B. Must the IRS affirmatively terminate the §6166 election before the §6502(a) statute of limitations begins running?
C. When were the §6503(b) and §6503(d) suspensions of the running of the §6502(a) ten-year collection statute lifted?
The Estate's Argument:
Either the Oct-15-2001 Notice or the Sep-18-2002 Notice constituted notice and demand by IRS such that the 10-year limitations period began running as early as Oct-15-2001, and no later than Sep-18-2002. The limitations period expired no later than Sep-18-2012 and the government's suit filed on Sep-27-2013 was therefore untimely.
The IRS's Argument:
A notice and demand operates to lift the §6503(d) suspension of the statute of limitations only if it affirmatively terminates the section 6166 election, accelerates all future installments, and demands payment thereof. The statute of limitations therefore did not begin running until the IRS sent the Oct-15-2003 notice, which satisfied these requirements, and the suit filed Sep-27-2013 was timely because the statute of limitations therefore did not expire until Oct-15-2013.
Alternatively, pursuant to §6503(b) the 10-year statute of limitations will not expire until Feb-09-2019. Although the Estate held zero assets from 1996 forward, it held contractual rights to recover taxes and assets from the Estate distributees until the Estate was closed on Feb-09-2009, and the 10-year collection statute began running on Feb-09-2009.
The Decedent, Fred O. Godley, died May 11, 1990. The statutory return due date was Monday, Feb-11-1991. Form 4768 was filed on or before that date to request extensions of time to file (section 6081) and (presumably) time to pay (section 6161).
The estate tax return was timely filed on or before the extended filing due date of Monday, August 12, 1991. The return was date stamped “Received” by IRS processing on August 14 n1. It reported a gross estate of $2,424,526 and a net estate tax of $270,737. A section 6166 election was filed with the return. The IRS tentatively allowed the election pending examination results. Payment of the deferred portion of the tax was extended under the section 6166 election, while payment of the non-deferred tax was apparently extended under section 6161; the specific amounts of each category are not given in the opinion.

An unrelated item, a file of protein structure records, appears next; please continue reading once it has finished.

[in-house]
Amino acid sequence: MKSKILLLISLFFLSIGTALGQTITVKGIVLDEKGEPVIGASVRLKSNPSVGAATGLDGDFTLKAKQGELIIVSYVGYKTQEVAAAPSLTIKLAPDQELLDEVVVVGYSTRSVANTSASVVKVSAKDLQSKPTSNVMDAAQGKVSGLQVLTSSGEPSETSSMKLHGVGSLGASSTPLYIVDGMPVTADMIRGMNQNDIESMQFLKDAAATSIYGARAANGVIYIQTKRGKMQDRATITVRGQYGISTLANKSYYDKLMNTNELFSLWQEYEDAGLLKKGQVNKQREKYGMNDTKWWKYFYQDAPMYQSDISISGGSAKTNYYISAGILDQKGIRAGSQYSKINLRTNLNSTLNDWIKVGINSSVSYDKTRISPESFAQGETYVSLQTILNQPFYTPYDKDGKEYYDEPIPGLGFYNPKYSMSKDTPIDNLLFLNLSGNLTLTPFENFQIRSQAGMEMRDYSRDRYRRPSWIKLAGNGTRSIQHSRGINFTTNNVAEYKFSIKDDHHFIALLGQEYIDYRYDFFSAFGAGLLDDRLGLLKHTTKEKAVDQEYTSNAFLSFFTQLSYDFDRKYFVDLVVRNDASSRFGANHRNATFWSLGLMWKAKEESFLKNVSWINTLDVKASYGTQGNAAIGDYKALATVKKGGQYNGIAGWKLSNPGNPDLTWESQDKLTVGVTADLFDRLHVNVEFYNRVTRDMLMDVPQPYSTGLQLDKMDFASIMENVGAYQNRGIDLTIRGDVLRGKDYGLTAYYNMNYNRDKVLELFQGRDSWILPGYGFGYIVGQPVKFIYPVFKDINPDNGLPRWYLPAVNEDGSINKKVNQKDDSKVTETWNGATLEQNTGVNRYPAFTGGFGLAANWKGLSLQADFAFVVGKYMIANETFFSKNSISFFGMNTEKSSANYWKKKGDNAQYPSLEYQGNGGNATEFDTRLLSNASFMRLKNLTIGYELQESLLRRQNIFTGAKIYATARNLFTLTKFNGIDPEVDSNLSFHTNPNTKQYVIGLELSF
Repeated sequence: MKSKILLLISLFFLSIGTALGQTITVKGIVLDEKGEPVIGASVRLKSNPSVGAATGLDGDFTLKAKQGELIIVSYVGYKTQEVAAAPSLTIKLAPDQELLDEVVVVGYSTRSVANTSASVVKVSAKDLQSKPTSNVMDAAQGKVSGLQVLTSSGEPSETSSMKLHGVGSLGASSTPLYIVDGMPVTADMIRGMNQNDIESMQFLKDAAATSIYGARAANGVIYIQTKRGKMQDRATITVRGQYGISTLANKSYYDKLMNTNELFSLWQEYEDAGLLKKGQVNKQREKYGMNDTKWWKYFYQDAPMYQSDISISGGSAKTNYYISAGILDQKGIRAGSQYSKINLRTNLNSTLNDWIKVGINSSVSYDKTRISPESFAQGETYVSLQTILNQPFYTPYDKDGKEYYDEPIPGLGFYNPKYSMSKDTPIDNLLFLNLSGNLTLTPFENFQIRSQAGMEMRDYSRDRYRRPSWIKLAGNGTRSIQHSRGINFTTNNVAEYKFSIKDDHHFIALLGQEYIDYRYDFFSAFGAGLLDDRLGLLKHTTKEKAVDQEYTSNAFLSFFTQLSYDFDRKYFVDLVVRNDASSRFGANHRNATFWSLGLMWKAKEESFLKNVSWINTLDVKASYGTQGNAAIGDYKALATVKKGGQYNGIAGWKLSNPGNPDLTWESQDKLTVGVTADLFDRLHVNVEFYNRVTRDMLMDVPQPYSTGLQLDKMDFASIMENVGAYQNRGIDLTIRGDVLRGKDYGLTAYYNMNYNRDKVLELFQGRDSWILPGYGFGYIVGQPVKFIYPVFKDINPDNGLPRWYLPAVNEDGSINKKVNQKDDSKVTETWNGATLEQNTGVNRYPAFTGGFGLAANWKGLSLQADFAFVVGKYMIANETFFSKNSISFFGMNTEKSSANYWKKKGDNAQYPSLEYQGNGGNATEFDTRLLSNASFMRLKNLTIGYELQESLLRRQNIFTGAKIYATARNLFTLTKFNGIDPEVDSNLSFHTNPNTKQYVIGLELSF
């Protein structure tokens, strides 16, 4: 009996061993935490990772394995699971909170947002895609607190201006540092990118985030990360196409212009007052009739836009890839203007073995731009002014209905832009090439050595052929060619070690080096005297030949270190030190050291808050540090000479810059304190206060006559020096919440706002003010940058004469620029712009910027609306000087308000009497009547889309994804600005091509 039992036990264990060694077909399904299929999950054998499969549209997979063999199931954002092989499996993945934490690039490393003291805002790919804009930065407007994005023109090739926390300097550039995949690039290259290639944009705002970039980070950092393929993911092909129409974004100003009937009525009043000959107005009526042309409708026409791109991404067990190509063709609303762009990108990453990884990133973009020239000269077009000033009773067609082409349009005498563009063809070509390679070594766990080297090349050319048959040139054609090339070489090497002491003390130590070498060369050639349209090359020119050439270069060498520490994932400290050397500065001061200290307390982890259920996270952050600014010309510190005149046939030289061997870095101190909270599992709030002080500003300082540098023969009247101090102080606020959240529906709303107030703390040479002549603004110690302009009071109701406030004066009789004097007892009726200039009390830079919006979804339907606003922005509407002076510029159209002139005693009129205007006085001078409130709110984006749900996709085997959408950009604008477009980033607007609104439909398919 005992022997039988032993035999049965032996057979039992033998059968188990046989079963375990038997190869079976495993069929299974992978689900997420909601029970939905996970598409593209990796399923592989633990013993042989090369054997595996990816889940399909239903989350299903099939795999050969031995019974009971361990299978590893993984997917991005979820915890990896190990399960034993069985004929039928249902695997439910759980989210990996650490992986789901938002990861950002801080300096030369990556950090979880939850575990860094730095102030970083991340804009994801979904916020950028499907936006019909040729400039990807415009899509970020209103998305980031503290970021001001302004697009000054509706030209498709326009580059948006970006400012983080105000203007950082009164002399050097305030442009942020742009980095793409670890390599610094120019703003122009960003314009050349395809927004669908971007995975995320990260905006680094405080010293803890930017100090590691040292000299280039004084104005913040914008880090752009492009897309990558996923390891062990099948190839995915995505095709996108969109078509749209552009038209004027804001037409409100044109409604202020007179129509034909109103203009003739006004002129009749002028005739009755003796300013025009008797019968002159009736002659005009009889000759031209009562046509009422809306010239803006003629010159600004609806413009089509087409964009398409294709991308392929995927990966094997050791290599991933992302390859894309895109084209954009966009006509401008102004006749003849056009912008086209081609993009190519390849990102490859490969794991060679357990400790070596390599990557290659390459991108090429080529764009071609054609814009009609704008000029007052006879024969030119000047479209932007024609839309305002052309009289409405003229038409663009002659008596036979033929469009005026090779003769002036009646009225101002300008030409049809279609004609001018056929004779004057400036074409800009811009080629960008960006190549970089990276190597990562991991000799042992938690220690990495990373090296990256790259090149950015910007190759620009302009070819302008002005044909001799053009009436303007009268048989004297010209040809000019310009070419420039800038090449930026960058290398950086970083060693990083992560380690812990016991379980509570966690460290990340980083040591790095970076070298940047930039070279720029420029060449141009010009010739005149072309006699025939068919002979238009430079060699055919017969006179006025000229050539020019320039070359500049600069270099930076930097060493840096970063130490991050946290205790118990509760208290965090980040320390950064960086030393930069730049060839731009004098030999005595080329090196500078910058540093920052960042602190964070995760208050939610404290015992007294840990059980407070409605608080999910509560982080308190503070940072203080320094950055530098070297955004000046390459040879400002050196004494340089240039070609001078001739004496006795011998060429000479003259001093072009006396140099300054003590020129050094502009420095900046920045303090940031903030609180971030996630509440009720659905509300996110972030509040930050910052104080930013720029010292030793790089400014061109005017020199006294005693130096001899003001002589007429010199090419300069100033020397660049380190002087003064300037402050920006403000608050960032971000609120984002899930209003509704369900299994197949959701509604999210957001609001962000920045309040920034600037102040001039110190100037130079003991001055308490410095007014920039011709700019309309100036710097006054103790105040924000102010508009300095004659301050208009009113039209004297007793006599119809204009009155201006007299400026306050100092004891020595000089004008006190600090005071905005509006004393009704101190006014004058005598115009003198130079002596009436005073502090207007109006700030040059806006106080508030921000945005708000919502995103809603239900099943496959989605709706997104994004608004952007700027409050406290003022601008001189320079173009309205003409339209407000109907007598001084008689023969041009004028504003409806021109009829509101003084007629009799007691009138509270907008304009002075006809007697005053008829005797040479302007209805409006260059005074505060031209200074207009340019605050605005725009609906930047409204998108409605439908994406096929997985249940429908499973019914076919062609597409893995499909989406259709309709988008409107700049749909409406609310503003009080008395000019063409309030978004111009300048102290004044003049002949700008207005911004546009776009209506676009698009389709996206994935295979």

Among the estate assets qualifying for the section 6166 election were the decedent’s 50% interests in 5 general partnerships:
|Monroe Housing for the Elderly|
|Clinton Housing for the Elderly|
|Rocky Mount Housing for the Elderly|
|Charlotte Housing for the Elderly|
|Godley Management Association|
The other 50% interests were held by the Decedent’s son, Frank D. Godley (“Godley, Jr.”). The estate tax value of each partnership interest was $10,000, based on options held by Godley, Jr. to purchase the Decedent’s interest in each partnership for $10,000.
Other business interests also qualified for the section 6166 election (the total value of the qualifying business interests is not given in the opinion). Based on a gross estate of $2,424,526 and a net estate tax of $270,737, the minimum amount of qualifying business interests eligible for a section 6166 election on the return as filed was $498,356. See Computation Exhibit 1.
The estate tax return was audited (examined) by IRS. A deficiency of $694,554 was proposed based on increases to the estate tax values of the 5 partnership interests and other changes. IRS allowed a discount for lack of marketability but did not allow a minority interest discount. The Estate did not agree. A Statutory Notice of Deficiency was issued August 2, 1994 explaining that an additional $696,554 in estate taxes was due. The Estate filed a petition in Tax Court on October 31, 1994 for a redetermination of the deficiency. After 6 years of litigation the Tax Court entered an opinion on August 4, 2000 that the correct deficiency was $247,714. See Estate of Fred O. Godley, Fred D. Godley, Administrator CTA, v. Commissioner, T.C. Memo 2000-242. The IRS assessed the deficiency a year later, on August 1, 2001.
The Tax Court’s corrected values for the Decedent’s 50% general partnership interests were:
Monroe Housing for the Elderly $10,000 $315,723
Clinton Housing for the Elderly $10,000 $ 63,357
Rocky Mount Housing for the Elderly $10,000 $ 74,914
Charlotte Housing for the Elderly $10,000 $171,202
Godley Management Association $10,000 $180,000
Other business interests included in the gross estate were also adjusted:
Godley Realty, Inc. (50%) $ 64,696 $225,048
Concrete Panel Systems, Inc. (25%) $ 27,049 $ 34,271